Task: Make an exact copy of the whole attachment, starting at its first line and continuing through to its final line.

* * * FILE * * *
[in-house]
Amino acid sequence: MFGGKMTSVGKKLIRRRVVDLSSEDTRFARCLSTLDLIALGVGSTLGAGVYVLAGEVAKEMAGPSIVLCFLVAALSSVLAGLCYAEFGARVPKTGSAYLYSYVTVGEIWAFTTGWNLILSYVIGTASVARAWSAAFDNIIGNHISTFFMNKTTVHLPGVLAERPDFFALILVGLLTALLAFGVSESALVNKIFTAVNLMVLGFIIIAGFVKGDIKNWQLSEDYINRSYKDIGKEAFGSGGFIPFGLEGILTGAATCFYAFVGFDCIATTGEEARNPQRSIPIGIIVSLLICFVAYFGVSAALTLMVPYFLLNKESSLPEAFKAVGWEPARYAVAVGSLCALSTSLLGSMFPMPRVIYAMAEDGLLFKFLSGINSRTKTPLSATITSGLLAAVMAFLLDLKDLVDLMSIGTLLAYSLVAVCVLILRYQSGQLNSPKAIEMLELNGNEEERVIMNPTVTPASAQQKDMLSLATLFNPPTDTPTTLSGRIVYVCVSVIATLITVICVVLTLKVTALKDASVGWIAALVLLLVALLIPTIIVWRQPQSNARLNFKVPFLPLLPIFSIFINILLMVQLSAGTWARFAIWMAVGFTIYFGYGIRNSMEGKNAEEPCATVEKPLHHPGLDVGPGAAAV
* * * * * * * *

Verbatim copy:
[in-house]
Amino acid sequence: MFGGKMTSVGKKLIRRRVVDLSSEDTRFARCLSTLDLIALGVGSTLGAGVYVLAGEVAKEMAGPSIVLCFLVAALSSVLAGLCYAEFGARVPKTGSAYLYSYVTVGEIWAFTTGWNLILSYVIGTASVARAWSAAFDNIIGNHISTFFMNKTTVHLPGVLAERPDFFALILVGLLTALLAFGVSESALVNKIFTAVNLMVLGFIIIAGFVKGDIKNWQLSEDYINRSYKDIGKEAFGSGGFIPFGLEGILTGAATCFYAFVGFDCIATTGEEARNPQRSIPIGIIVSLLICFVAYFGVSAALTLMVPYFLLNKESSLPEAFKAVGWEPARYAVAVGSLCALSTSLLGSMFPMPRVIYAMAEDGLLFKFLSGINSRTKTPLSATITSGLLAAVMAFLLDLKDLVDLMSIGTLLAYSLVAVCVLILRYQSGQLNSPKAIEMLELNGNEEERVIMNPTVTPASAQQKDMLSLATLFNPPTDTPTTLSGRIVYVCVSVIATLITVICVVLTLKVTALKDASVGWIAALVLLLVALLIPTIIVWRQPQSNARLNFKVPFLPLLPIFSIFINILLMVQLSAGTWARFAIWMAVGFTIYFGYGIRNSMEGKNAEEPCATVEKPLHHPGLDVGPGAAAV